Imagine that one day President Barack Obama disappears. It is rumored that he has gone to Saudi Arabia for medical treatment of a condition that nobody is quite certain about. After three months, the public starts to speculate as to whether or not he is still alive. As a result of failing to follow the correct constitutional steps to ensure that the country would be run in his absence, Vice President Joe Biden has been unable to take power. The country is leaderless, in political turmoil, and Americans are left wondering what is going on. Nearly four months later, the protests of a despondent and resigned public prompt some action and Biden steps in to run the country. Shortly after that, Obama reappears—still not telling anyone exactly where he has been, nor the truth about the current status of his health. Access to him is limited and first lady Michelle Obama starts taking interviews on his behalf.
It sounds bizarre. Unthinkable, even. Yet this is exactly what has been happening in Nigeria since late November when the president, Umaru Yar'Adua, left in secret to go to Saudi Arabia for medical treatment, leaving the country teetering on the brink of a political crisis, calling into question the very nature of Nigeria's democratic process and sparking a new sense of urgency for change and reform within the country. He has not addressed the public since November 2009, when he left the country to have inflammation of the lining around his heart treated. No one heard from him in February, when Vice President Goodluck Jonathan became acting president, or since Yar'Adua's return to Nigeria last week.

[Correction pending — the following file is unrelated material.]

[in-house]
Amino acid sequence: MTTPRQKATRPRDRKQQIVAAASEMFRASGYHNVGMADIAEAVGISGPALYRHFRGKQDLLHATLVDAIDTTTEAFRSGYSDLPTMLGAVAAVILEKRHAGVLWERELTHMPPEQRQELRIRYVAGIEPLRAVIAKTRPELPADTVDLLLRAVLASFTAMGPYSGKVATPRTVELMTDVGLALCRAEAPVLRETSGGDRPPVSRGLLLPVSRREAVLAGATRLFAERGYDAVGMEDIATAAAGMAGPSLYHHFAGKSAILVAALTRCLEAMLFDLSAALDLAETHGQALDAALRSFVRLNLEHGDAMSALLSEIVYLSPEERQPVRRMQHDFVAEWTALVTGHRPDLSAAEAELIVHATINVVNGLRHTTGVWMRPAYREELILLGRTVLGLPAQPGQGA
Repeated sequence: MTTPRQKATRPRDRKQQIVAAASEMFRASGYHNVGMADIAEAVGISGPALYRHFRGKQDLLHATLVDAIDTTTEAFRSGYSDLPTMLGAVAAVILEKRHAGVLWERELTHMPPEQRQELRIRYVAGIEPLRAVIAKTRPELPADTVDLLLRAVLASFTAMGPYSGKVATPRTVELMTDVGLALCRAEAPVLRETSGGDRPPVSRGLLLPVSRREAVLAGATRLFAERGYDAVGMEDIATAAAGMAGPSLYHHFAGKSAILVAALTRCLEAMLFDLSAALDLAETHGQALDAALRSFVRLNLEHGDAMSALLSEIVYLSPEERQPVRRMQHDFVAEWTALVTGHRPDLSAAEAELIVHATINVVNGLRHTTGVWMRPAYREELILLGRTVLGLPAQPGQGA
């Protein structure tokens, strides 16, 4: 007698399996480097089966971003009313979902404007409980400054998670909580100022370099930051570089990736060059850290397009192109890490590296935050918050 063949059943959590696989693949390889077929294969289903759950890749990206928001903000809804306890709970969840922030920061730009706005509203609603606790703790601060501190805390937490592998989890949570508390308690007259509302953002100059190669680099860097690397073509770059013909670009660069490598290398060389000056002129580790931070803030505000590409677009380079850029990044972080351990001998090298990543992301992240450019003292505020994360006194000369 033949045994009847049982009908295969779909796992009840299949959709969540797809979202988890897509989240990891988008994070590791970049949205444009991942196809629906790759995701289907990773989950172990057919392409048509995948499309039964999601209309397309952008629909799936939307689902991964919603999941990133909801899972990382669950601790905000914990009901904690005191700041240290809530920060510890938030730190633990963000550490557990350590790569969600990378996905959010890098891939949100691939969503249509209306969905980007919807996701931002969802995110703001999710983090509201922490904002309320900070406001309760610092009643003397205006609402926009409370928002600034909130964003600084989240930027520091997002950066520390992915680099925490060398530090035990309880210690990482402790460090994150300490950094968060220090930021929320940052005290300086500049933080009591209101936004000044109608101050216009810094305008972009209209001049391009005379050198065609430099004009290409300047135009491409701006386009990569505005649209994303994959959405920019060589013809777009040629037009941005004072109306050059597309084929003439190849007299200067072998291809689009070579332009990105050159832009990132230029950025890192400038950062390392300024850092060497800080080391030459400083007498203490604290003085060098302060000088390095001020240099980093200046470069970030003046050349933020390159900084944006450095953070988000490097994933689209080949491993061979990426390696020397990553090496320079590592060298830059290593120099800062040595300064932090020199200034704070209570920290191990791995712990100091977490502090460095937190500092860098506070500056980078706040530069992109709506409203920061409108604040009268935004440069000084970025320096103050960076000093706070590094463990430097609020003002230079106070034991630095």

How did we get here? In 1999, after years of military rule which followed Nigeria's independence from Britain and failed experiments in democracy, the country finally embraced civilian rule and the democratic process. However, the self-serving attitude and actions of a supposedly democratic leadership, which often seems to be no different from that of the former military rulers, continues to prohibit Nigerians from fully reaping the fruits of democracy and from having the country run at full capacity.